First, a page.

“Abdul-Jabbar couldn’t’ve made these prices…with a sky hook.” — From a song by Johnny Guitar Watson
Do things cost more or less than they did a year ago? Let’s see.
Costs associated with housing went up 2.8 percent. But it costs a whopping 7.7 percent more to heat and cool it. (Honey, cancel the purchase of that new McMansion!). Rental costs escalated 2.9 percent. Homeowner’s insurance has gone up by 3.5 percent. Water, sewer and trash collection services have increased in cost by 3.4 percent.
Here’s more. Health and hospital related services both cost 4.7 percent more than they did a year ago. It costs 2.3 percent more to dine out than it did last year. But grocery food skyrocketed across the board: meat prices jumped by 5.2 percent and fresh fruits by 5 percent. A haircut will cost you 1.4 percent more. A drink and a smoke is more expensive (We may need both before we’re done here). Alcohol went up by 1.1 percent and tobacco and smoking products by 3.7 percent. Tuition escalated in price by 3.3 percent. Whew.
Now, consider things that have decreased in price. Seems impossible, right? Expenses related to transportation are actually 1.2 percent less expensive than a year ago. New vehicles are down in price by 0.5 percent. Motor fuel has declined in price by 4.6 percent (let’s wait until summer is over to declare victory on this one). Wireless and landline telephone services? Now they’re 2.3 percent less expensive. Shoes? A percent less costly. Household furnishings have declined in price by 1.5 percent. Airline fares have decreased by 4.1 percent (Hard to believe, right?).
What’s it all mean? We do indeed have significant inflation in essential (non-discretionary) service items, like heat and air conditioning, food and health insurance. But many frequently used services actually cost less, like gas and cell phones. So inflation is really not rampant. In fact, most economists consider deflation a greater current threat to the economy. What is causing us to think that prices are outrageous is that wages are not keeping pace with the cost of living. A person earning robust compensation is meeting his grocery bill with ease. But without a quality paycheck, everything looks expensive.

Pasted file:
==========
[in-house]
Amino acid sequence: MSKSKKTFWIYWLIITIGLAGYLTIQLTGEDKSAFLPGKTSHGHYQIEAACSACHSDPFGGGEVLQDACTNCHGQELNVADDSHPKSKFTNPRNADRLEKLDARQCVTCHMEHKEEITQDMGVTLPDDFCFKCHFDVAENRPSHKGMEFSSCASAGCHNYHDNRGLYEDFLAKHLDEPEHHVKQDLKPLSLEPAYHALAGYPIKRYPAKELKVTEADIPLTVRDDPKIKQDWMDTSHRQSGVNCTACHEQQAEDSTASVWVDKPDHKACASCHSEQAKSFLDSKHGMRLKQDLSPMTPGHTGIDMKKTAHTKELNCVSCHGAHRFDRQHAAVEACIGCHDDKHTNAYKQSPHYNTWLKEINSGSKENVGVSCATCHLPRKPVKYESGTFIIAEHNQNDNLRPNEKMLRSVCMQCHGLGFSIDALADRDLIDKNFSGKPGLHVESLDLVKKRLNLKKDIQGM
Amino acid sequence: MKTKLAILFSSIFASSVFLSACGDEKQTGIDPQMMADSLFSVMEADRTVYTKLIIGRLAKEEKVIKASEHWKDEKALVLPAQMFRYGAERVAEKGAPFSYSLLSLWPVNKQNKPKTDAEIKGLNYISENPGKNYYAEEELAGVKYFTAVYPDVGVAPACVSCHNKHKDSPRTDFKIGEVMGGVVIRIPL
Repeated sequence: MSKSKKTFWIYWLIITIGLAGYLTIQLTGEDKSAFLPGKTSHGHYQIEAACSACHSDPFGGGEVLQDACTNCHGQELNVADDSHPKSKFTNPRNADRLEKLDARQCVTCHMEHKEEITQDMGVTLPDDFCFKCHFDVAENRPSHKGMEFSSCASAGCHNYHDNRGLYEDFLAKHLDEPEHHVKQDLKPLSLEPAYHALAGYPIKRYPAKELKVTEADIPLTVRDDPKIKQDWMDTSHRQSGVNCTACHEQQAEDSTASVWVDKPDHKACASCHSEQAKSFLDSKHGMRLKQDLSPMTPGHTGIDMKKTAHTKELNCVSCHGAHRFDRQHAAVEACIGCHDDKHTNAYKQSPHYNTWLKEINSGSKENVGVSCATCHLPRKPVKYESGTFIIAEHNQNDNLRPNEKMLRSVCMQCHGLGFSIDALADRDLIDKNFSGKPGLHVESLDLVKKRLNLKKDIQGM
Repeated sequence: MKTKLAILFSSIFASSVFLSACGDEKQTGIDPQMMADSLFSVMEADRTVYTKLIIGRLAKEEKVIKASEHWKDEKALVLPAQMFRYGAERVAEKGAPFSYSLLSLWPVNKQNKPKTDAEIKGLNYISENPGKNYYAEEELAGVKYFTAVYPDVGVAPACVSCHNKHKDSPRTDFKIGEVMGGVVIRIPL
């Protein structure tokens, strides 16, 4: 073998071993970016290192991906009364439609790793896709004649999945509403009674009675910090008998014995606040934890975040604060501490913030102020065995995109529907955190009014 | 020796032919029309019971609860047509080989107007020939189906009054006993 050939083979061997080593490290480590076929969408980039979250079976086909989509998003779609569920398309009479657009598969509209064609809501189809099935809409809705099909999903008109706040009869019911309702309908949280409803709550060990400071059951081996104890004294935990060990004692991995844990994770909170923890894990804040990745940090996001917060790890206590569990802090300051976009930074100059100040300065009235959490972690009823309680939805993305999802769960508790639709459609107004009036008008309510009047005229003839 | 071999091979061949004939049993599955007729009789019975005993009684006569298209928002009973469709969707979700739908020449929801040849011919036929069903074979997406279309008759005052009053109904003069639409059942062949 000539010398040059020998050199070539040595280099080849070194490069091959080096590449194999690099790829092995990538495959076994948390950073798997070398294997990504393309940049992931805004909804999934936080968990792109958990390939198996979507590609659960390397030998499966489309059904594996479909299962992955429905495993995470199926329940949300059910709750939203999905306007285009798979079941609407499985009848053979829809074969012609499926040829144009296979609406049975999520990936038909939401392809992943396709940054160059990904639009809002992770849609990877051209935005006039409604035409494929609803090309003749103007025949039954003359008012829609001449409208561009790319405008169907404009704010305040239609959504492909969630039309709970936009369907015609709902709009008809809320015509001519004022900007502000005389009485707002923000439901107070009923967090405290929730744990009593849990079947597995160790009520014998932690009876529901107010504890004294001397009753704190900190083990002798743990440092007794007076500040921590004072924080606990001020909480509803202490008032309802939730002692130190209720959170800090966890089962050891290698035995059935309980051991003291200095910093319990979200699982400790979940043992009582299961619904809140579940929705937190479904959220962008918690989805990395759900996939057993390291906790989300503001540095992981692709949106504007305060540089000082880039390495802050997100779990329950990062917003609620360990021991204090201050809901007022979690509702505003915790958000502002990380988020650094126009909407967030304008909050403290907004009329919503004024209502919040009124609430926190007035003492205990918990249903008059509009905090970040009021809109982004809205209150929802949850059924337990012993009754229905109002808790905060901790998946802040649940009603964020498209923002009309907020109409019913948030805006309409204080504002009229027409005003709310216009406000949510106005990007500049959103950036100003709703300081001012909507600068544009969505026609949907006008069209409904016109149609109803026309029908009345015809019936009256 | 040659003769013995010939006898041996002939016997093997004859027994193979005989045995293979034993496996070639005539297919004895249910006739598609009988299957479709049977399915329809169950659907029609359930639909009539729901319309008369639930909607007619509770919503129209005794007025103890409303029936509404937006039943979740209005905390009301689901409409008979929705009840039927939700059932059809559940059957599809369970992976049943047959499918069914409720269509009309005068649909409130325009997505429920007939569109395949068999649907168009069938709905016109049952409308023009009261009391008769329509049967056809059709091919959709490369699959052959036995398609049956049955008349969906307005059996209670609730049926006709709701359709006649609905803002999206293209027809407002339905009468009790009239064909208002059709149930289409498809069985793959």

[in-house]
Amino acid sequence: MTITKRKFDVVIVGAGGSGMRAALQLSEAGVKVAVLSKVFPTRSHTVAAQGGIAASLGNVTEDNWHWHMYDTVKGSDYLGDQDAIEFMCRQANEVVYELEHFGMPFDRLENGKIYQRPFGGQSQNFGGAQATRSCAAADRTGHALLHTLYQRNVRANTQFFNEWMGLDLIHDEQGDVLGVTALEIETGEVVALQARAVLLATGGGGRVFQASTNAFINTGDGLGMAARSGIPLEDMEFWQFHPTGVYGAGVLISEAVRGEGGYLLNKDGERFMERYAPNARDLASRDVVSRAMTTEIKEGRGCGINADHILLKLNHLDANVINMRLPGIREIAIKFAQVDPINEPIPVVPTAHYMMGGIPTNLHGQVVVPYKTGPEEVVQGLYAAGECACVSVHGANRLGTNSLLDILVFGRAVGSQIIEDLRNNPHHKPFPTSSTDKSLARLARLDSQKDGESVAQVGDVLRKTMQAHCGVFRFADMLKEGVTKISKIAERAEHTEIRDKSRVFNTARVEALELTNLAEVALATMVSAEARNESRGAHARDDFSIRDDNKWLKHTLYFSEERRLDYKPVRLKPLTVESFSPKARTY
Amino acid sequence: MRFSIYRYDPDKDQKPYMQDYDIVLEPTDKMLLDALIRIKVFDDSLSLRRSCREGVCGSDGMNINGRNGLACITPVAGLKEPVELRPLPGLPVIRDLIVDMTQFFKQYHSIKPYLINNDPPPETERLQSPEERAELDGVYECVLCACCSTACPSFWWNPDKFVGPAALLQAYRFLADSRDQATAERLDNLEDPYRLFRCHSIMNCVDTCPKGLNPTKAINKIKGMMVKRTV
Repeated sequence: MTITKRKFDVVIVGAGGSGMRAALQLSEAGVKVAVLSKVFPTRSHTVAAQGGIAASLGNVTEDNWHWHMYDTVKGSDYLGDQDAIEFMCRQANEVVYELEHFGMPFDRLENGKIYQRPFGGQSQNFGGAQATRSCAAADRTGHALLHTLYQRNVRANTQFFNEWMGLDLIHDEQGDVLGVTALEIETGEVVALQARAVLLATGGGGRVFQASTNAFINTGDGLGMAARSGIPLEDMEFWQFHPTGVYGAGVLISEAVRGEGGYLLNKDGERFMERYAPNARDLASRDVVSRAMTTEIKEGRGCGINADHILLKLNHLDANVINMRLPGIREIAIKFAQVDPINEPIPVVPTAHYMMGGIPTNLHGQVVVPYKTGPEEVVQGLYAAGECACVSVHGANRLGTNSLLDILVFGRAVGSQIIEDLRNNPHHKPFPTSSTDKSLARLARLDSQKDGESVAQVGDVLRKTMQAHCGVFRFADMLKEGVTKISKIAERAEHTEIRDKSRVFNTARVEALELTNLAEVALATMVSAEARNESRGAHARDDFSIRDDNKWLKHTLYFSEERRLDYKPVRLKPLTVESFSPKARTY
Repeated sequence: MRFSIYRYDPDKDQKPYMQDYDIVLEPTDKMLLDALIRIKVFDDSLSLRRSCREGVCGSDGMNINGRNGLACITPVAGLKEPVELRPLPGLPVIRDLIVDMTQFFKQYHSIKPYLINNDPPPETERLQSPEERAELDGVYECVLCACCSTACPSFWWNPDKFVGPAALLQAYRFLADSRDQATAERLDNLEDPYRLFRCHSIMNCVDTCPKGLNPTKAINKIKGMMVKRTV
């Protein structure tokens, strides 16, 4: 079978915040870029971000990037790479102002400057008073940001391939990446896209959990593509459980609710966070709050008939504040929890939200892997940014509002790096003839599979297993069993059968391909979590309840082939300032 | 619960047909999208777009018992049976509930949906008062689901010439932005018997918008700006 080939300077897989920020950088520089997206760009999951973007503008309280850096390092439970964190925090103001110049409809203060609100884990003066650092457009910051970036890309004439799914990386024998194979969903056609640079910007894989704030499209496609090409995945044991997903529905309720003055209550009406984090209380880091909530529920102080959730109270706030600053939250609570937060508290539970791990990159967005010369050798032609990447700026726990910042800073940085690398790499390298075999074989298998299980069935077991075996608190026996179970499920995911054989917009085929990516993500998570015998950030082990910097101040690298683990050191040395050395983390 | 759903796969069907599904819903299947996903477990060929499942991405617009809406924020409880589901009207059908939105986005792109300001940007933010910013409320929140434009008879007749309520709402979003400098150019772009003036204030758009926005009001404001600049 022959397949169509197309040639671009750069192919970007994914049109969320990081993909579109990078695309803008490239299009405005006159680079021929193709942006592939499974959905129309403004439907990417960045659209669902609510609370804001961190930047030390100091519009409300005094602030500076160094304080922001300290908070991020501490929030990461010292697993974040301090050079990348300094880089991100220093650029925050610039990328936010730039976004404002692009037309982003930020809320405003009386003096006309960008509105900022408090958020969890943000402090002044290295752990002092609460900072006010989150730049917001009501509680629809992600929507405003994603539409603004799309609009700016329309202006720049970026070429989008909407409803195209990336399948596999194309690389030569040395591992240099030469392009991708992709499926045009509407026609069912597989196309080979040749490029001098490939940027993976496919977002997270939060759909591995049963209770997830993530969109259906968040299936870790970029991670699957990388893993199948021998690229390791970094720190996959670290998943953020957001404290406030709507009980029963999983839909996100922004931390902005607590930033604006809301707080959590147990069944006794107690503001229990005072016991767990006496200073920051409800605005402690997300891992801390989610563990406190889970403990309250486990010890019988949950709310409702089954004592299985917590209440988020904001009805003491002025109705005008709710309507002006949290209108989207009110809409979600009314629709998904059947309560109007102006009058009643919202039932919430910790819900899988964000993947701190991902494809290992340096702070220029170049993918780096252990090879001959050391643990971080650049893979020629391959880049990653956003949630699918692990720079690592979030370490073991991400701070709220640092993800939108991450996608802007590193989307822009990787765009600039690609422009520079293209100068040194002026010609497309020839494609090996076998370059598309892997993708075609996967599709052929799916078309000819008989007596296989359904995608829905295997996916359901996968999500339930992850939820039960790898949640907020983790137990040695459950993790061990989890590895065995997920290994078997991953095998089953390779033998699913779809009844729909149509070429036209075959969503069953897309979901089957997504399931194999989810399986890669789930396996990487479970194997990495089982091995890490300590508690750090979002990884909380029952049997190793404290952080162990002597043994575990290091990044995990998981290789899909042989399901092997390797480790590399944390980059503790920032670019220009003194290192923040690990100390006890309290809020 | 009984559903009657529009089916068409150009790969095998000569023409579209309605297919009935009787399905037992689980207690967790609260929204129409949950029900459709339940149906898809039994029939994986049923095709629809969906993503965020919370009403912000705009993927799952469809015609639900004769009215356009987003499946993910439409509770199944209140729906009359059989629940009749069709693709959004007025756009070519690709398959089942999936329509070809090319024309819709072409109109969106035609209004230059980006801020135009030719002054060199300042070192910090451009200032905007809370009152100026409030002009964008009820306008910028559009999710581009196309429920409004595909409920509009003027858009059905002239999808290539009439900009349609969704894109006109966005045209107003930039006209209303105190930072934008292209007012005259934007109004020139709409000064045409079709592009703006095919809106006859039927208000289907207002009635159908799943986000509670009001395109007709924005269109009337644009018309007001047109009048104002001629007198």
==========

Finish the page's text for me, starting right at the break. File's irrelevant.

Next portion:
Inflation not only impacts the cost of living, it also provides savvy investors with significant opportunities to profit from rising prices. If a company can charge more for its products each year, shareholders can enjoy a raise as well and not just feel the sting at the cash register. Prudent investors and advisors seek out those sectors and companies that have inflexible demand, or whose customers have to continue buying their products or services, whether the price of the product goes up 5 percent or not. As always, an investor’s age, risk tolerance, unique financial goals and time horizon should be considered.
Margaret R. McDowell, ChFC, AIF, a syndicated economic columnist, is the founder of Arbor Wealth Management, LLC, (850-608-6121 — www.arborwealth.net), a “fee-only” registered investment advisory firm located near Sandestin. This column should not be considered personalized investment advice and provides no assurance that any specific strategy or investment will be suitable or profitable for an investor.